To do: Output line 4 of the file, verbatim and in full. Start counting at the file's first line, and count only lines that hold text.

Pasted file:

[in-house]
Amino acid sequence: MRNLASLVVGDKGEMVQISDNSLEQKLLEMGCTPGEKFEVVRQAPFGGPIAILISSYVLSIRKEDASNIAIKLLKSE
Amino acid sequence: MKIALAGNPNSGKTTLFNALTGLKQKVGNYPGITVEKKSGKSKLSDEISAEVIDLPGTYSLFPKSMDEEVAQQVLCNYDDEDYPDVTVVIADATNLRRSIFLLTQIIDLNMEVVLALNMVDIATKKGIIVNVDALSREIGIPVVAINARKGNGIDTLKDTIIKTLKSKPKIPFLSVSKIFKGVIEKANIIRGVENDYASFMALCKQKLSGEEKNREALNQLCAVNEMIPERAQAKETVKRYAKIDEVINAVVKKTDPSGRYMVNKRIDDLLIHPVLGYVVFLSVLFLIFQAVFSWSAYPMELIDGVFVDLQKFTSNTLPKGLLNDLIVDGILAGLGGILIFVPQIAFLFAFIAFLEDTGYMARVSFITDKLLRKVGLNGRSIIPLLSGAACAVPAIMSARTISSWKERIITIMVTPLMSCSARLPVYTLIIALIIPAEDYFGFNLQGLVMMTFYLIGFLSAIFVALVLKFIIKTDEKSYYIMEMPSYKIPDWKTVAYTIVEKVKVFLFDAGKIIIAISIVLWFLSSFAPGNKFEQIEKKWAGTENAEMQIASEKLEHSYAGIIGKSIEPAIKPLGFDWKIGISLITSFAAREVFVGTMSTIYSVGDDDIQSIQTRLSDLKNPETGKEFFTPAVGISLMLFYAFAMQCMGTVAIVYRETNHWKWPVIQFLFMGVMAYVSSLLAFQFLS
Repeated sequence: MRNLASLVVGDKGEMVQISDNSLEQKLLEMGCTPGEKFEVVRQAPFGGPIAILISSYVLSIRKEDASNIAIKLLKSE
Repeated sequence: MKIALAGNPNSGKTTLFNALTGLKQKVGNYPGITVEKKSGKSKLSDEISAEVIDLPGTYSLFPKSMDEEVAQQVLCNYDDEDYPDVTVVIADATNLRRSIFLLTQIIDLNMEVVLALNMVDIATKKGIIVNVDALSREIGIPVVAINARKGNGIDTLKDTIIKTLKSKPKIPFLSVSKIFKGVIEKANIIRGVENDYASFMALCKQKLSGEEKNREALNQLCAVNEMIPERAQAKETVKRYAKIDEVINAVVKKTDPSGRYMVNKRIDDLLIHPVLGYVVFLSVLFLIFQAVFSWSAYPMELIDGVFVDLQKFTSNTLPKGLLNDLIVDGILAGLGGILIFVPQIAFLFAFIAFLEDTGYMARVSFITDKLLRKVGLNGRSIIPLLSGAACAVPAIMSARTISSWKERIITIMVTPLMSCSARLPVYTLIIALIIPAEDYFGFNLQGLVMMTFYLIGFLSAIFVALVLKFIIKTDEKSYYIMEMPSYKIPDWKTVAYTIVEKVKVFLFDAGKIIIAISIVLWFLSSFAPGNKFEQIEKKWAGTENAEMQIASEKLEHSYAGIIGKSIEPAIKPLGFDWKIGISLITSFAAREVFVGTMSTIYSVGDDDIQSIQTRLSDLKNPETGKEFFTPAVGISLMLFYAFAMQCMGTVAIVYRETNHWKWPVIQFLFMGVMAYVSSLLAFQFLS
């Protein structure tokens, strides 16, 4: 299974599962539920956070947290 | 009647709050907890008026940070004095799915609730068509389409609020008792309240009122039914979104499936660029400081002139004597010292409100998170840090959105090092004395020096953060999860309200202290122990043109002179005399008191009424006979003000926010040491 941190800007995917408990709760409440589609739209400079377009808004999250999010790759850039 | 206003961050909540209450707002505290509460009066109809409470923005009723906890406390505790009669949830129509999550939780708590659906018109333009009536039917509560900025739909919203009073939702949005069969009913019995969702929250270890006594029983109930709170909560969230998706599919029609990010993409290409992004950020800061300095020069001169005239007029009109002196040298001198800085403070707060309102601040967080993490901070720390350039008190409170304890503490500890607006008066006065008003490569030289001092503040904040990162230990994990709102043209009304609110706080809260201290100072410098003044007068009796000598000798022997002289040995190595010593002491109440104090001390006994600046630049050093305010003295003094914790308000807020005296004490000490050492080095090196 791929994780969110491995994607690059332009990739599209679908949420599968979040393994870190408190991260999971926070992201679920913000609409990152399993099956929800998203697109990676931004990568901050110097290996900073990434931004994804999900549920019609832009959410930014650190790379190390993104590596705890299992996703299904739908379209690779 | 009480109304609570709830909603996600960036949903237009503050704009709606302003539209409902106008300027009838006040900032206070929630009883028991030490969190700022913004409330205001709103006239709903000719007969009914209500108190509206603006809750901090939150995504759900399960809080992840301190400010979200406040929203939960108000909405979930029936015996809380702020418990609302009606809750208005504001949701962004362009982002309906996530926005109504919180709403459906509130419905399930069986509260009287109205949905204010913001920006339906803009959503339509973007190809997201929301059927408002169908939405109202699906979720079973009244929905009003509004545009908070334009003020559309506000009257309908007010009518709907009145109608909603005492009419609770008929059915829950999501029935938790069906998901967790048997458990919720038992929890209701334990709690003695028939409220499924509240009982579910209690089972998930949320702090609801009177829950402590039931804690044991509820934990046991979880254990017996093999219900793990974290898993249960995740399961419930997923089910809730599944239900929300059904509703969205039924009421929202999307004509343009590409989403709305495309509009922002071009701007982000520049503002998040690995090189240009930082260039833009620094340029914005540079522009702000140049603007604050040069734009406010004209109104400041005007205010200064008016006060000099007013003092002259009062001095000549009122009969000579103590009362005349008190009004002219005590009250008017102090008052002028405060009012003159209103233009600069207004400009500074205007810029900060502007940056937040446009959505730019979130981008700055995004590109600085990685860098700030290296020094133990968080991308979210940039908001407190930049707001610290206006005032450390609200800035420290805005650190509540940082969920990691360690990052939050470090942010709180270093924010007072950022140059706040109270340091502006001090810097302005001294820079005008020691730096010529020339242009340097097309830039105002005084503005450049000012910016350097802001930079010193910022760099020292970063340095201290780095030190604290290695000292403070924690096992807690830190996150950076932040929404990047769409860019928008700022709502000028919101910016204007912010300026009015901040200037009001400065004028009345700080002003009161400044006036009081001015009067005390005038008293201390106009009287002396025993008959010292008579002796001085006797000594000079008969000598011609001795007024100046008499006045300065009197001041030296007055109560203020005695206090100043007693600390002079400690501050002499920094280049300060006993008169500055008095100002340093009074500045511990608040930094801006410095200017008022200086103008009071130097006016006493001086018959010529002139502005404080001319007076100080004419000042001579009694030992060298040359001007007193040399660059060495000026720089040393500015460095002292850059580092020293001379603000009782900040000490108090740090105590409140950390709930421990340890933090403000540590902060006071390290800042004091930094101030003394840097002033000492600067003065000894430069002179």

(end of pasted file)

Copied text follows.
Repeated sequence: MRNLASLVVGDKGEMVQISDNSLEQKLLEMGCTPGEKFEVVRQAPFGGPIAILISSYVLSIRKEDASNIAIKLLKSE